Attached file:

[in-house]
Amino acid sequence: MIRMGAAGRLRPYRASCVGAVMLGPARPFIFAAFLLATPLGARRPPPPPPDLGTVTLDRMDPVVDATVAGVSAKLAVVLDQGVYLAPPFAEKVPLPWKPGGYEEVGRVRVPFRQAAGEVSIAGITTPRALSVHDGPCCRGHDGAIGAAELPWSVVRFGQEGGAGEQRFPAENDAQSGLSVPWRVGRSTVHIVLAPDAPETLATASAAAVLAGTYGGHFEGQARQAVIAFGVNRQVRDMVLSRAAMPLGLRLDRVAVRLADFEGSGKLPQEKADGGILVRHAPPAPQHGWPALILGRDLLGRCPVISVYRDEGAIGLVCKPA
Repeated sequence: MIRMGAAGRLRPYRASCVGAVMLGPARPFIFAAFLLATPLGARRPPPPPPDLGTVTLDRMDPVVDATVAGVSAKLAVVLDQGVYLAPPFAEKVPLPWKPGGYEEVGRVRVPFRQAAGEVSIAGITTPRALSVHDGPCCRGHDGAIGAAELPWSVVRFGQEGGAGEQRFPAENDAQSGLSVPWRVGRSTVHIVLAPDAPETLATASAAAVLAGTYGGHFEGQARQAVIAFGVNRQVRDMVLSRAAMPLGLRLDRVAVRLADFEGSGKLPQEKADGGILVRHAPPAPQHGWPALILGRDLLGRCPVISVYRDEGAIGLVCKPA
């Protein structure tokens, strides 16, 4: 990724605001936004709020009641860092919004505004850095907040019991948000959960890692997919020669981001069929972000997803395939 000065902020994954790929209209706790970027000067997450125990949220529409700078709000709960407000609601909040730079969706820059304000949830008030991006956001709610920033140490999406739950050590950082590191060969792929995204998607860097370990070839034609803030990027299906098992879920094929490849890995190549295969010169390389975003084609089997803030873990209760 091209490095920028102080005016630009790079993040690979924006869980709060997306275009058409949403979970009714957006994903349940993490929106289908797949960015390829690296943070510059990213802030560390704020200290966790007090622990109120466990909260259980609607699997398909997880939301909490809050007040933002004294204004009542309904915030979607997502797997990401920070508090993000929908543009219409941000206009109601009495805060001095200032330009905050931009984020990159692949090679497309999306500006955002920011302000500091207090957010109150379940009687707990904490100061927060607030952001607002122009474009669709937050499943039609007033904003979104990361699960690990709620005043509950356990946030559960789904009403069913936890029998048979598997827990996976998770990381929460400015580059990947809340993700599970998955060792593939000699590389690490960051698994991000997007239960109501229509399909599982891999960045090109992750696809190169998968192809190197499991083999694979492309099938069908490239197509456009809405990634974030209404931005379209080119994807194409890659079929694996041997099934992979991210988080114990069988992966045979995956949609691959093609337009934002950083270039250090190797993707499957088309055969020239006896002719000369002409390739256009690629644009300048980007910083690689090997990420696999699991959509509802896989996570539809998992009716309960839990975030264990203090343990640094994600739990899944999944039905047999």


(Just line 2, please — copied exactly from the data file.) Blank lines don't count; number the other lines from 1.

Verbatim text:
Amino acid sequence: MIRMGAAGRLRPYRASCVGAVMLGPARPFIFAAFLLATPLGARRPPPPPPDLGTVTLDRMDPVVDATVAGVSAKLAVVLDQGVYLAPPFAEKVPLPWKPGGYEEVGRVRVPFRQAAGEVSIAGITTPRALSVHDGPCCRGHDGAIGAAELPWSVVRFGQEGGAGEQRFPAENDAQSGLSVPWRVGRSTVHIVLAPDAPETLATASAAAVLAGTYGGHFEGQARQAVIAFGVNRQVRDMVLSRAAMPLGLRLDRVAVRLADFEGSGKLPQEKADGGILVRHAPPAPQHGWPALILGRDLLGRCPVISVYRDEGAIGLVCKPA